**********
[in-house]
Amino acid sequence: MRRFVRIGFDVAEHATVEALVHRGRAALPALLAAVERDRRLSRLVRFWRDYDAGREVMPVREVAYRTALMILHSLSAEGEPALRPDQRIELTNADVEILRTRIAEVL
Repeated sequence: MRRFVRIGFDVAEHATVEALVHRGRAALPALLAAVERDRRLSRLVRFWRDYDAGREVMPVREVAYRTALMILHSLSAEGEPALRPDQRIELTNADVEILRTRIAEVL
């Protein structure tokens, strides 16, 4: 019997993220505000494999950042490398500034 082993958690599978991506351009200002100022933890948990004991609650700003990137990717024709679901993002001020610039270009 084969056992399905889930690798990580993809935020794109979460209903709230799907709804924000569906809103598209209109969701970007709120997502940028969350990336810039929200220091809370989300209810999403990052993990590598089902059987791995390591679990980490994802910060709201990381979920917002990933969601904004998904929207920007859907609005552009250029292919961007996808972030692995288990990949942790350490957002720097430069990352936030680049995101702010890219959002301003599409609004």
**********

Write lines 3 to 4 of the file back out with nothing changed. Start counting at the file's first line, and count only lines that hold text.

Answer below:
Repeated sequence: MRRFVRIGFDVAEHATVEALVHRGRAALPALLAAVERDRRLSRLVRFWRDYDAGREVMPVREVAYRTALMILHSLSAEGEPALRPDQRIELTNADVEILRTRIAEVL
């Protein structure tokens, strides 16, 4: 019997993220505000494999950042490398500034 082993958690599978991506351009200002100022933890948990004991609650700003990137990717024709679901993002001020610039270009 084969056992399905889930690798990580993809935020794109979460209903709230799907709804924000569906809103598209209109969701970007709120997502940028969350990336810039929200220091809370989300209810999403990052993990590598089902059987791995390591679990980490994802910060709201990381979920917002990933969601904004998904929207920007859907609005552009250029292919961007996808972030692995288990990949942790350490957002720097430069990352936030680049995101702010890219959002301003599409609004």